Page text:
- Sleep less leading into the flight. Not a huge deprivation or anything. But for me, I average 5 - 6 hours for good sleep. I might sleep 3 - 4 before heading to the airport. Depending on the airline and whether I could splurge on more legroom or first class (not saying either are economically viable for everyone), I can catch some z's on the flight and it helps transition quicker on the other side.
    - White noise machine / fan / rainymood.com... really anything to keep the sound monotonous so that you're not picking up sounds outside or inside that might be associated with day.

    Years back, I was in a financial rut and needed to work 90+ hours a week between two jobs, one overnight and one that was a day shift. Had to get real inventive on earning sleep. I'll try to think of other things.

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    Platinum Member Wiseman2's Avatar
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    I did tons of transatlantic and cross country US travelling/commuting. Echo what j.man suggests. Definitely hydrate hydrate hydrate. Eat light before sleeping. For me a hot shower as soon as getting off the plane to get some steam, relax and undo the creepy plane air, sitting for hours etc. No alcohol, sleep aids, etc. they just complicate things your body needs time to correct no matter what.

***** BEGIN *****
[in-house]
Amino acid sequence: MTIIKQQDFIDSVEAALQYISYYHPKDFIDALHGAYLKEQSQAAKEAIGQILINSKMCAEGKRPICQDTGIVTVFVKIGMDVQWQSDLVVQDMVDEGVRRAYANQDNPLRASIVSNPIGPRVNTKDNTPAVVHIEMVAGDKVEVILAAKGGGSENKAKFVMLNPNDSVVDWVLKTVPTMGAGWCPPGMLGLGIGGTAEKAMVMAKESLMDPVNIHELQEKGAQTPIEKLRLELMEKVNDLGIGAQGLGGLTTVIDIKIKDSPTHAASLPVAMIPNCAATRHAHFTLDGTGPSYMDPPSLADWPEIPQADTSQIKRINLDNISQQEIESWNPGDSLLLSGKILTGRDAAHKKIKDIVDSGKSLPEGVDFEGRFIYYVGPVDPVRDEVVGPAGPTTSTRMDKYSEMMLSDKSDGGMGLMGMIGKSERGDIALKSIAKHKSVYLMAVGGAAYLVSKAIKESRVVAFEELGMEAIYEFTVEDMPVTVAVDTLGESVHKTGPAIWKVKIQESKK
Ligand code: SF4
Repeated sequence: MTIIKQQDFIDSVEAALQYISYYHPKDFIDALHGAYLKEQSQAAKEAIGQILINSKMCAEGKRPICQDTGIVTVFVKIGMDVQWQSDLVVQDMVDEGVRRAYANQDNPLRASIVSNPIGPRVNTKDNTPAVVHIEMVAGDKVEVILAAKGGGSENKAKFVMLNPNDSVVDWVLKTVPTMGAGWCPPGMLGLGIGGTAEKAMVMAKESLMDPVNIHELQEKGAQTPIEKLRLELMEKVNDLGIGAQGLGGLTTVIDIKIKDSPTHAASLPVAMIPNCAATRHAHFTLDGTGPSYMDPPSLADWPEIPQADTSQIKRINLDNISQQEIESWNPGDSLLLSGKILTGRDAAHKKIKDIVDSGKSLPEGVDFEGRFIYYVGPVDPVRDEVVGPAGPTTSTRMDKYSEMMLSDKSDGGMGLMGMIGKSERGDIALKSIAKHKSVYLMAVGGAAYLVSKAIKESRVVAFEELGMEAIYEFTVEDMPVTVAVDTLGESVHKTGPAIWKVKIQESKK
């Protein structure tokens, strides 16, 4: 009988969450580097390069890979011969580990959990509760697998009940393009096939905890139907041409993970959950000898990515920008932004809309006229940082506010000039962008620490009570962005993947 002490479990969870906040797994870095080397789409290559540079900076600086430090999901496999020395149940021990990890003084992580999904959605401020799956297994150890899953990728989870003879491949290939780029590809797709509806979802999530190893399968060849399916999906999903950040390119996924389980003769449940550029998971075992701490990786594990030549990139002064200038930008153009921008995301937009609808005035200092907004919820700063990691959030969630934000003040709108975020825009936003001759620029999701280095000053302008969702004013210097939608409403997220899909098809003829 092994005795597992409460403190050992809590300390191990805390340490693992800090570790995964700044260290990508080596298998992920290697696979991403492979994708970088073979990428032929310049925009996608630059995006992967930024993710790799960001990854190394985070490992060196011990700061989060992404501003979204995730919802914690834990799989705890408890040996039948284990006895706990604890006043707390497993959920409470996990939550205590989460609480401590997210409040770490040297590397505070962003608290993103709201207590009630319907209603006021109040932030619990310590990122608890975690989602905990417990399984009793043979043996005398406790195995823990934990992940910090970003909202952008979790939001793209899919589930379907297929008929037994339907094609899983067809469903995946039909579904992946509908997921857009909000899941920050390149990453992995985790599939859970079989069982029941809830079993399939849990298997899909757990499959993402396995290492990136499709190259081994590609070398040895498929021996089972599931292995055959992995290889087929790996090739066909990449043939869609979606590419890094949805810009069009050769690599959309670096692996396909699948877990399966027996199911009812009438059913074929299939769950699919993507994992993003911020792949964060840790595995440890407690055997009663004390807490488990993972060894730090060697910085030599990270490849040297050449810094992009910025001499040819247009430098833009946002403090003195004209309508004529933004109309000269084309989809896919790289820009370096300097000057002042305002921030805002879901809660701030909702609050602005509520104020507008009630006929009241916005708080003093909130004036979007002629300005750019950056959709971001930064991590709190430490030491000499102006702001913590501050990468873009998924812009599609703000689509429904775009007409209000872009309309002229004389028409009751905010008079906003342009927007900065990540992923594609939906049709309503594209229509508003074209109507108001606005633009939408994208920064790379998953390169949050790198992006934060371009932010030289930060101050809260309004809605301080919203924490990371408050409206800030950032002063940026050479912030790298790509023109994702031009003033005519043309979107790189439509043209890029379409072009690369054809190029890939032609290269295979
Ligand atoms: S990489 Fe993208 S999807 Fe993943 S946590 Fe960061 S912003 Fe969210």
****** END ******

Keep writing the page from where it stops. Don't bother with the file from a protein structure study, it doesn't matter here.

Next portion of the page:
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    I just wait it out.

    I force myself to stay awake on the arrival country schedule, even after a 24 hour flight - I can never sleep during flights It seems to work best, but can take a few days before the body regulates.

    It sucks, but you can only be patient.

  10. #9

    never go out before your nightflight!

    Yeaaaah, once I also had reallyreallyreally tough flight.. it was totally my fault) I've been hanging out in St.Petersburg with my friends, we were clubbing, and the last thing I remember is how my friends were pulling me out of the strip bar Zavist (smith like that) and the next moment I am already in the plane and lovely stewardess asks me what i want coffee or tea)) Gosh, it was the hardest night flight in my life and the hardest morning ever!